According to recent research studies, laughing everyday can help prevent a heart attack.
During the past 40 years many studies have been done on different personality types and the correlation of increased risk of heart disease. Those with increased anger and hostility have higher rates of heart disease. Is it plausible that the opposite might be true — that people who laugh and have a positive outlook and good sense of humor have less heart disease?
Recently there has been increased research on laughter and a decrease in the risk of heart disease.
Dr. Suzanne Steinbaum, who is a spokeswoman for the American Heart Association’s Go Red For Women movement, points to studies performed by the University of Maryland. The research focused on examining circulation in the blood vessels in two groups of subjects who watched different types of movies. One group watched stressful segments of the war movie “Saving Private Ryan,” while the others watched parts of a funny movie, “Something about Mary.”
Among those viewing “Saving Private Ryan,” blood vessel lining constricted and circulation decreased. For those watching the more upbeat movie, “Something about Mary,” their blood vessel lining dilated and circulation increased.
This study, which is the first to indicate that laughter may help prevent heart disease, found that people with heart disease were 40 percent less likely to laugh in a variety of situations compared to people of the same age without heart disease.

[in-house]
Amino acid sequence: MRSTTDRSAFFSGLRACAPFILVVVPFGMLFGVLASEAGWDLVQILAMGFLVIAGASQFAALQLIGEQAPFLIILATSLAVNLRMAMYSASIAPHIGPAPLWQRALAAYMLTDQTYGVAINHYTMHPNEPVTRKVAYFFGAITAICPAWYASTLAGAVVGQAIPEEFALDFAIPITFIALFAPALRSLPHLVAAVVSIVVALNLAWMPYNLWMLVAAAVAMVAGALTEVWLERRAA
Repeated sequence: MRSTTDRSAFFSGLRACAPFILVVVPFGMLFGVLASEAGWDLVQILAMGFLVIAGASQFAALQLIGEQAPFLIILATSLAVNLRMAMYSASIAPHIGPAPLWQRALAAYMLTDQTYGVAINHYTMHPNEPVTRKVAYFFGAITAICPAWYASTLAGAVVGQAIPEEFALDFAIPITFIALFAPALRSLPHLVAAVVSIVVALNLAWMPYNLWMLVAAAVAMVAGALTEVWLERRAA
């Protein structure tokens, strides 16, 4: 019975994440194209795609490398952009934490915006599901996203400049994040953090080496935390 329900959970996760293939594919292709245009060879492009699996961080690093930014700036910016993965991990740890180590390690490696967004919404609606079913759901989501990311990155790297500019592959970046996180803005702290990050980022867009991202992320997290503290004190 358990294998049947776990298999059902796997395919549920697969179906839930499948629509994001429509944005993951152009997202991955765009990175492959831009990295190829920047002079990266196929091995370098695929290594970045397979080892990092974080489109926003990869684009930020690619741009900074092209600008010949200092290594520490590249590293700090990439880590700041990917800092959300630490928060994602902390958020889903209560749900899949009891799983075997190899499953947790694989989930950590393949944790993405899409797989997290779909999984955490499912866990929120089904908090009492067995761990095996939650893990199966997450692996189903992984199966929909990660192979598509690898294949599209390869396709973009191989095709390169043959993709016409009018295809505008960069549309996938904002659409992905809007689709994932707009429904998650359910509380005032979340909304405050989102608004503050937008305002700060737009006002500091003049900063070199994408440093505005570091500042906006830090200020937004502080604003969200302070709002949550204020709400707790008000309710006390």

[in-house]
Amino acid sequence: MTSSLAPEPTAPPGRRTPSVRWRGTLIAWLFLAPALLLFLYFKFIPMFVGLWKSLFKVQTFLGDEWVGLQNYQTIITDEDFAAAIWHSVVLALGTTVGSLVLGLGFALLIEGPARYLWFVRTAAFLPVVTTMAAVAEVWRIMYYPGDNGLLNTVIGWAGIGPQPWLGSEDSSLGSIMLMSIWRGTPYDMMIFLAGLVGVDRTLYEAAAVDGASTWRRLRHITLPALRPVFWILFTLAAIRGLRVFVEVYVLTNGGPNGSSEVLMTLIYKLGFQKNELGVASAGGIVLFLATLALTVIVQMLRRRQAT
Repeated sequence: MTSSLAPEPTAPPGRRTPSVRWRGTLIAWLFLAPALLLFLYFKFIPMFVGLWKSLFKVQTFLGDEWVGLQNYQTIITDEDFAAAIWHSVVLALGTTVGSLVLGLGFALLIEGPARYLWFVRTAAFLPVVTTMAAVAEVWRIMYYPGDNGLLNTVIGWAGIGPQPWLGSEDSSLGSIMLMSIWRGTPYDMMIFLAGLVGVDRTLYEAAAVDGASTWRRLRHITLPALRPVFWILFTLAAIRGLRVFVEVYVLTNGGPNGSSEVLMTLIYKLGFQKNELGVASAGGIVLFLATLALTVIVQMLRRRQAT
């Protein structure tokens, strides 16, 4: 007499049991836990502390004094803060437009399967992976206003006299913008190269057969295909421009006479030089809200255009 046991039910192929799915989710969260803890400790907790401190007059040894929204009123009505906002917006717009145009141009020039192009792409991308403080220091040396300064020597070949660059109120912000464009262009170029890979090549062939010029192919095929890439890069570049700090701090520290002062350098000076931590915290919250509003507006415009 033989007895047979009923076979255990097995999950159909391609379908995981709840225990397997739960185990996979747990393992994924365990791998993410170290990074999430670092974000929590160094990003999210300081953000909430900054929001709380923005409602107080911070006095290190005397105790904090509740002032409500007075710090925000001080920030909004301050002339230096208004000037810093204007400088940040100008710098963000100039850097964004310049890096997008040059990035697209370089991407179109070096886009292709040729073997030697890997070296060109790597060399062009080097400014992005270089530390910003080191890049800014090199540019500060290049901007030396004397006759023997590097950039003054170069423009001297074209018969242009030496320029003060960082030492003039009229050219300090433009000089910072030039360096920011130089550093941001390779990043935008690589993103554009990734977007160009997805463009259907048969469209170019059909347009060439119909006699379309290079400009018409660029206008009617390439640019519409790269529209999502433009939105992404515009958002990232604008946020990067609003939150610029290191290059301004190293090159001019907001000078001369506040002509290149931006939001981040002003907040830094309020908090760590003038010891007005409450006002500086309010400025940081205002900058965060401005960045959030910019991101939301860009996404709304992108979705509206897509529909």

Laughing appears to protect the heart.
Mental stress is associated with impairment of the endothelium, the protective barrier lining the blood vessels. Blood vessel lining impairment can cause an inflammatory reaction that leads to fat and cholesterol build up in the coronary arteries. Laughing improves the function of the blood vessels and increases blood flow and can protect against heart disease. Laughter also decreases stress hormones and relaxes muscles.
Babies and children laugh frequently. Studies show that children laugh on average about 300 times per day while adults only laugh about 17 times per day. Studies also show that most laughter comes from spending time in groups, specifically, with family and friends. Another interesting fact is that most studies around the world show that an atmosphere of humor leads to better patient cures, less anesthesia time, less operating time, and shorter hospital stays.
Laughter dissipates distressing emotions.
For example, one can’t feel anxious, angry, or sad, when you’re laughing. So the old adage that “laughter really is the best medicine” appears to be true. The best advice for a healthy heart appears to be laugh heartily every day, eat right, and exercise on a regular basis.
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Helen Trowsdale, President of AA Care Services, is a nurse administrator with over 30 years of experience as a BSN, psychiatric nurse, and geriatric care manager with adults as well as pediatrics in hospitals, private duty home health care agencies, and residential home health care. Her team of caregivers are dedicated to serving their clients with home care in San Antonio, New Braunfels, and Austin; providing clients with consistent, quality care while minimizing the number of caregivers in the home. Learn more about AA Care Services.